What does 1979 mean to you? It was the year that Sid Vicious of the Sex Pistols was found dead in NYC, McDonald’s introduced the Happy Meal, Los Angeles passed its first Gay and Lesbian Rights Bill, the Sandinista National Liberal Front assumed power in Nicaragua, and Star Trek: The Motion Picture premiered at the Smithsonian in Washington, D.C. For Cambodians, it was an extremely important year, as the nation witnessed the collapse of the Pol Pot regime. With the help of the Prime Minister, Hun Sen and the Vietnamese government, the dictatorship of three years and eight months came crashing down. During that time, over two million Cambodians had died under Pol Pot’s rule. Many others had suffered from starvation, slave labor, torture, and imprisonment.
Needless to say, 1979 was a powerful year, significant beyond words. With the Pol Pot regime destroyed, the Cambodian people had another chance at life. They were able to live freely, with basic human rights and a chance for a brighter future.
When I went to Siem Reap, 1979 came to have yet another meaning for me. After a long day of exploring the Hindu-Buddhist temples of Angkor Wat, my tuk-tuk driver dropped me off on the street corner, where I was about the head back to my guesthouse. I turned to the right and saw a cheerful, smiling face standing next to a sign that read “1979 Chill Out Lounge.” This friendly Cambodian man asked me how my day was and if I’d like to join him for a drink. After the many steps I’d climbed and odd yoga-like angles the endless photographs required, I figured I could relax for a bit. Their open-air bar was the perfect place to people watch and make some new friends. Robin Sopheap, the man who had invited me in, turned out to be the owner of the venue, and ironically enough, was born in 1979 as well.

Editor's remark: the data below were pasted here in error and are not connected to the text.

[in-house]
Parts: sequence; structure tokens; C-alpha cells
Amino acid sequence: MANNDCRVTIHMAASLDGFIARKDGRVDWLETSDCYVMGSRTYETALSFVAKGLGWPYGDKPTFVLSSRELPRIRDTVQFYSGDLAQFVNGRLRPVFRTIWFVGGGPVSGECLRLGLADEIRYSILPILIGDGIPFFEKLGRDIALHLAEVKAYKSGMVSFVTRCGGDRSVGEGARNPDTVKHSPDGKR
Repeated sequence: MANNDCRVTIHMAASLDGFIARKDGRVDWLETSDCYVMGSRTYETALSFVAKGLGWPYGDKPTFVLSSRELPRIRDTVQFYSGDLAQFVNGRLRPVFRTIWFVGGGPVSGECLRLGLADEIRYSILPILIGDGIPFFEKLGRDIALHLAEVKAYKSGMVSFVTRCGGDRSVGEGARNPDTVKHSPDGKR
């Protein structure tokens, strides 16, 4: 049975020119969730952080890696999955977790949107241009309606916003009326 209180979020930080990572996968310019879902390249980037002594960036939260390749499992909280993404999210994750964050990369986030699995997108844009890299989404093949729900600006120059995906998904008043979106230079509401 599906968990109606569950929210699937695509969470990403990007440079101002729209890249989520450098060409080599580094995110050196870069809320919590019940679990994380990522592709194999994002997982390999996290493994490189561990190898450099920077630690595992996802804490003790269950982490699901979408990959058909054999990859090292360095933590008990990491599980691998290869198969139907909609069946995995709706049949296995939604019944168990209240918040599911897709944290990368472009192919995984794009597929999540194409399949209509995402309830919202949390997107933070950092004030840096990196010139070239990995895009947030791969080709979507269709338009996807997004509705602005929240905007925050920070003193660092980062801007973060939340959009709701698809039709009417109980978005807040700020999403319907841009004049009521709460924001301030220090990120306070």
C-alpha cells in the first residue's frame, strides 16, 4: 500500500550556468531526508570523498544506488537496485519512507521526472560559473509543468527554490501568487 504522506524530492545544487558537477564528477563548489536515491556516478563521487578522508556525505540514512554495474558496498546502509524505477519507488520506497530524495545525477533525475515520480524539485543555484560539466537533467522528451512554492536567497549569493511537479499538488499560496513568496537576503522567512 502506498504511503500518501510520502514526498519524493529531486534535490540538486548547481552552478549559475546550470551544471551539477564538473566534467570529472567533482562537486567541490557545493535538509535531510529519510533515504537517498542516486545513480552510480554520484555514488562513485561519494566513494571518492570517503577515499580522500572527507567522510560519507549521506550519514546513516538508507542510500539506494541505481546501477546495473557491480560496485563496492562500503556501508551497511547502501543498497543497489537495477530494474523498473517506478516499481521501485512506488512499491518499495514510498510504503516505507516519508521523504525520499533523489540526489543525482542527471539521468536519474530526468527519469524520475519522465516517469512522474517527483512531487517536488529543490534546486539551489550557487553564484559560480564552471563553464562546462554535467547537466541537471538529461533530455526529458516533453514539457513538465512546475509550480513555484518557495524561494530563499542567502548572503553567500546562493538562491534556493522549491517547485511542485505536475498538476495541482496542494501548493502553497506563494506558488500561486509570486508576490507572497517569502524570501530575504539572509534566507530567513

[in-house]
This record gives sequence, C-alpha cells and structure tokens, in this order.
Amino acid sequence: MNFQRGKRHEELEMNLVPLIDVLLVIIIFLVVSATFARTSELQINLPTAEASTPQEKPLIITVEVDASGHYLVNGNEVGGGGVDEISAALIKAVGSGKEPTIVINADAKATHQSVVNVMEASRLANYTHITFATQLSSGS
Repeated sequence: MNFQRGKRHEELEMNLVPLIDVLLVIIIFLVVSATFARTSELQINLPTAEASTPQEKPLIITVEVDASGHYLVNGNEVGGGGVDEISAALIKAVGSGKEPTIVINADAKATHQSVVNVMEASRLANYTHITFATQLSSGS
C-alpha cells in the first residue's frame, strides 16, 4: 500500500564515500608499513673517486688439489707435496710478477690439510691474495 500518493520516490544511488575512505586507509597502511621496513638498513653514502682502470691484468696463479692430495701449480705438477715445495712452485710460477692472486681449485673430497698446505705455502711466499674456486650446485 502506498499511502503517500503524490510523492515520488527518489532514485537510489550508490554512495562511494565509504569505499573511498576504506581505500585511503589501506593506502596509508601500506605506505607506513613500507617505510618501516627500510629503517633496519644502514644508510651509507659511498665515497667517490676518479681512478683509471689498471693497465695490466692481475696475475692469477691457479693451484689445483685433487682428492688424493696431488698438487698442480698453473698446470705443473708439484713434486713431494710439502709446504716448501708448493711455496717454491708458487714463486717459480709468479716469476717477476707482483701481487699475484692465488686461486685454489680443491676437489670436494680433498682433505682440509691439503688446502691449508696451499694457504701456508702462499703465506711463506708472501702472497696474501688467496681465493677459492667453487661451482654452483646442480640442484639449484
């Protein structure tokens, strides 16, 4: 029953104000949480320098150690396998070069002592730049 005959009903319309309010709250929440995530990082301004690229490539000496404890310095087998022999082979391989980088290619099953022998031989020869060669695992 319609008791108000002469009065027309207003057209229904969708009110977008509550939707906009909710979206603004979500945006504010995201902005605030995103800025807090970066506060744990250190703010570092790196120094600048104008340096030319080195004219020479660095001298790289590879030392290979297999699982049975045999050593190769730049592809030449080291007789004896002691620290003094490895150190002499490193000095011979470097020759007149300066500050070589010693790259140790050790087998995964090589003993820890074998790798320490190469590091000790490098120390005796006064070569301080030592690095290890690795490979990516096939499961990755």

Robin and his brother Prum, the bartender, treated me and every other guest like we were family. Their vintage bar may be small in size, but it packs in much charm and character. Lights are strewn about its fence, alongside its outdoor tables and chairs. Pictures of Bob Marley and James Brown hang here and there, complemented by paper lanterns and retro speakers. The music they played was the epitome of chilling out- a bit of reggae, a bit of samba, and a bit of jazz. After a long day climbing stone steps in the sun, I was finally able to completely relax.
The vodka tonic they served was ice-cold, with a splash of lime and just enough bite to take the edge off. I chatted with my new friends about Siem Reap, Cambodian history and culture, and before I knew it the chef brought out a delicious vegetarian meal. The Khmer cuisine for the night was a green curry with fresh, crisp vegetables, tofu, peanuts, and rice. On the side, I had a soft, flaky baguette with fantastic cheeses. Although I wasn’t able to finish all my food, it was definitely the perfect ending to a day filled with ancient ruins, knowledge gained, friends made, and my palate certainly pleased.
If you find yourself in Siem Reap, Cambodia, be sure to check out 1979 Chill Out Lounge on Soksan Street. It’s right around the corner from Garden Village Guesthouse and super close to the city center and night market. Robin and Prum will make you feel at home and cater to your cravings.
For a peek of what their drink menu consists of (and how great their prices are), see the 1979 Chill Out Lounge Drink Menu.
If you have any questions, don’t hesitate to contact Robin or Prum at firstname.lastname@example.org or #016 233 367. While in Siem Reap, this is the place to chill out.